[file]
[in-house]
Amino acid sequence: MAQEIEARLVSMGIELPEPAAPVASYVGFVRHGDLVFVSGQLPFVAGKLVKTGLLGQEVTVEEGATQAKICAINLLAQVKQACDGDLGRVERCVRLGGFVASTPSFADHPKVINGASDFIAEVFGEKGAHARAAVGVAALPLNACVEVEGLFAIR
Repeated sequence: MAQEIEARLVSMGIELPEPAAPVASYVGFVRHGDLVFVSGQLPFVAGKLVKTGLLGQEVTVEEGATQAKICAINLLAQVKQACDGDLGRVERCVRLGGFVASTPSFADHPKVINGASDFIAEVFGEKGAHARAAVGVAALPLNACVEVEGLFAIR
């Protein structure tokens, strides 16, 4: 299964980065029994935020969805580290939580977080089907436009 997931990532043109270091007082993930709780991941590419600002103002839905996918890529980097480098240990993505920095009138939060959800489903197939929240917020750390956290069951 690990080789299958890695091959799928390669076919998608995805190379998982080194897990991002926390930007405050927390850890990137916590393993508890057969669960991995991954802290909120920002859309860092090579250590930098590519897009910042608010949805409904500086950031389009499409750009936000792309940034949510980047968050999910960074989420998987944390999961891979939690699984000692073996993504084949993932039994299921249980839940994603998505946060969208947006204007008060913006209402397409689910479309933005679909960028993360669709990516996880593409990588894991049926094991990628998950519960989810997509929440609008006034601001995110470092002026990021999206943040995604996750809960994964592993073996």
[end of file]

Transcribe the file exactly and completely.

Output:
[in-house]
Amino acid sequence: MAQEIEARLVSMGIELPEPAAPVASYVGFVRHGDLVFVSGQLPFVAGKLVKTGLLGQEVTVEEGATQAKICAINLLAQVKQACDGDLGRVERCVRLGGFVASTPSFADHPKVINGASDFIAEVFGEKGAHARAAVGVAALPLNACVEVEGLFAIR
Repeated sequence: MAQEIEARLVSMGIELPEPAAPVASYVGFVRHGDLVFVSGQLPFVAGKLVKTGLLGQEVTVEEGATQAKICAINLLAQVKQACDGDLGRVERCVRLGGFVASTPSFADHPKVINGASDFIAEVFGEKGAHARAAVGVAALPLNACVEVEGLFAIR
């Protein structure tokens, strides 16, 4: 299964980065029994935020969805580290939580977080089907436009 997931990532043109270091007082993930709780991941590419600002103002839905996918890529980097480098240990993505920095009138939060959800489903197939929240917020750390956290069951 690990080789299958890695091959799928390669076919998608995805190379998982080194897990991002926390930007405050927390850890990137916590393993508890057969669960991995991954802290909120920002859309860092090579250590930098590519897009910042608010949805409904500086950031389009499409750009936000792309940034949510980047968050999910960074989420998987944390999961891979939690699984000692073996993504084949993932039994299921249980839940994603998505946060969208947006204007008060913006209402397409689910479309933005679909960028993360669709990516996880593409990588894991049926094991990628998950519960989810997509929440609008006034601001995110470092002026990021999206943040995604996750809960994964592993073996």